Among those that gained approval is the South Florida ACO, which has an integrated care model that includes 75 doctors and the Walgreens drug store chain.
The Hill: HHS Approves 106 New 'Accountable Care' Groups Under Health Law
A new program to improve the coordination of health care services got a big boost Thursday as the federal Medicare agency approved 106 new Accountable Care Organizations (ACOs). ACOs were created under President Obama's health care law with the goal of improving quality and lowering costs (Baker, 1/10).
Modern Healthcare: CMS Announces Over 100 New ACO Contracts
Medicare nearly doubled the size of one accountable care program as of Jan. 1 with 106 new ACO contracts that offer hospitals and doctors financial incentives to improve quality and slow health spending. The CMS announced its latest and largest round of accountable care organizations under the Medicare shared-savings program, which launched in April last year with 27 ACOs. Another 89 ACOs were named to the program last July. The Center for Medicare and Medicaid Innovation separately launched 32 Medicare ACOs known as Pioneers roughly one year ago. CMS said half of ACOs are physician-led and care for less than 10,000 Medicare enrollees. Jonathan Blum, the CMS acting principal deputy administrator and director for the center for Medicare, said it is too soon to release results from Medicare accountable care efforts launched last year (Evans, 1/10).
The Miami Herald: Miami Doctors, Walgreens Join Race For ACOs
With Walgreens joining insurers and hospitals in a race to reshape health care delivery in the country, a group of 75 doctors has become the first federally approved accountable care organization in Miami-Dade, Medicare officials announced Thursday. South Florida ACO and the drugstore chain were on a list of 106 groups receiving approval to offer integrated care that is intended to improve quality and lower health care costs, with the providers sharing in any savings (Dorschner, 1/10).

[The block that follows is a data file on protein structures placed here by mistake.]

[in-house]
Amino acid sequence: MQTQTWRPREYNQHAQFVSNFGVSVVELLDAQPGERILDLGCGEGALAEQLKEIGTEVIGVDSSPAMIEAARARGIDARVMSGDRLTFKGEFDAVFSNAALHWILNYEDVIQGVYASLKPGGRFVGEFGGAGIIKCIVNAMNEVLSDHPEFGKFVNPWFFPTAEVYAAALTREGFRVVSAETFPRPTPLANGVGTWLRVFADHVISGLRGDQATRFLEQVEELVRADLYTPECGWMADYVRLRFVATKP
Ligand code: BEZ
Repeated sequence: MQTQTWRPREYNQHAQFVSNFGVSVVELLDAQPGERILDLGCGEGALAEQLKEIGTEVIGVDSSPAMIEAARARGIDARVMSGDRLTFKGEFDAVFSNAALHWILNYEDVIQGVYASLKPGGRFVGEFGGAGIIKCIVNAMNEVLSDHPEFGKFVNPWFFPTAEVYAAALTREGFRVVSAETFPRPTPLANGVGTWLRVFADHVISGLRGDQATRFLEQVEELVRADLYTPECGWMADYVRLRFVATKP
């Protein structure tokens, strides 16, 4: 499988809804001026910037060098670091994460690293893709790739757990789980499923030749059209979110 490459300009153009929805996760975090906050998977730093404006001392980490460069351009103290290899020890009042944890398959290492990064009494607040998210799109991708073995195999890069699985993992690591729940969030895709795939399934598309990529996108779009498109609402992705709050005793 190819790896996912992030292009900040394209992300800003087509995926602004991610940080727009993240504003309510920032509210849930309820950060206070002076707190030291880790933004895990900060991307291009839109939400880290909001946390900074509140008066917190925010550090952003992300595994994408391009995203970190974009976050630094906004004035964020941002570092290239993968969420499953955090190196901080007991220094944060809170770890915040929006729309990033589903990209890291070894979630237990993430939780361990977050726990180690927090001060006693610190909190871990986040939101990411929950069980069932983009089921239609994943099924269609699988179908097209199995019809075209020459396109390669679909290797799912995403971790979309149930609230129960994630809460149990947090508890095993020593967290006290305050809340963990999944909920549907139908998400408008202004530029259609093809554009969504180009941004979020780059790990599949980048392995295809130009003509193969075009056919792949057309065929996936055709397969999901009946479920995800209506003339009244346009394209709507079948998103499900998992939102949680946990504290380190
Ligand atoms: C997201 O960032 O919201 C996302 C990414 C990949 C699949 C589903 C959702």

Georgia Health News: 'Accountable Care' Takes Big Leap In State
A federal agency on Thursday announced 106 new health organizations that will participate in a special Medicare "shared savings" program, and nine of them will serve Georgians. The groups are called "accountable care organizations"’ (ACOs), networks of physicians and other medical providers that seek to improve patient care and contain costs (Miller, 1/10).
Milwaukee Journal Sentinel: Marshfield Clinic, University Of Wisconsin Health Join Medicare
Marshfield Clinic and University of Wisconsin Health have won approval to participate in a Medicare program designed to test new ways of paying hospitals and doctors. ... Accountable care organizations are health systems, physician groups or both that accept responsibility for the cost and quality of care provided to a specific group of patients. The organizations are eligible to share in any savings from providing more efficient care, provided they meet specific quality targets. The goal is to give hospitals, doctors and other health care providers a financial incentive to provide quality care at a lower cost and to move away from the current system in which they are paid based on the volume and type of services they provide, what is known as fee-for-service (Boulton, 1/10).